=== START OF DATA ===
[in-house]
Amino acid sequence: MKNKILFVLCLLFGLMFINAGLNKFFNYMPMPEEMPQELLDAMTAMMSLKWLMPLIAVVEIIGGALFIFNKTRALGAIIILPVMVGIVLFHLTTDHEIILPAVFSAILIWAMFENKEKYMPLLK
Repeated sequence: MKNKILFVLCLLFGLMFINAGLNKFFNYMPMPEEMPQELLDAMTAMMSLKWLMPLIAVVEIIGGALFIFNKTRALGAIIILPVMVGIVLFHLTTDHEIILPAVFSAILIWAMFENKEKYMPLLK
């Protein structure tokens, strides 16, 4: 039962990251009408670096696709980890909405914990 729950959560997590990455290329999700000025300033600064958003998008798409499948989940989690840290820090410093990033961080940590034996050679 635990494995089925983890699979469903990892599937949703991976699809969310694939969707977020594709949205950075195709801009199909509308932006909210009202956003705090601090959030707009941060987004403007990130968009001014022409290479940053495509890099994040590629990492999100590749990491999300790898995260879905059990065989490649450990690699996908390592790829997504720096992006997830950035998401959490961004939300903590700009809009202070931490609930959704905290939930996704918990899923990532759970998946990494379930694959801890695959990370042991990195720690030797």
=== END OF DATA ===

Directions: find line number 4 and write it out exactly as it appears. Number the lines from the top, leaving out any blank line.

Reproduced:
């Protein structure tokens, strides 16, 4: 039962990251009408670096696709980890909405914990 729950959560997590990455290329999700000025300033600064958003998008798409499948989940989690840290820090410093990033961080940590034996050679 635990494995089925983890699979469903990892599937949703991976699809969310694939969707977020594709949205950075195709801009199909509308932006909210009202956003705090601090959030707009941060987004403007990130968009001014022409290479940053495509890099994040590629990492999100590749990491999300790898995260879905059990065989490649450990690699996908390592790829997504720096992006997830950035998401959490961004939300903590700009809009202070931490609930959704905290939930996704918990899923990532759970998946990494379930694959801890695959990370042991990195720690030797």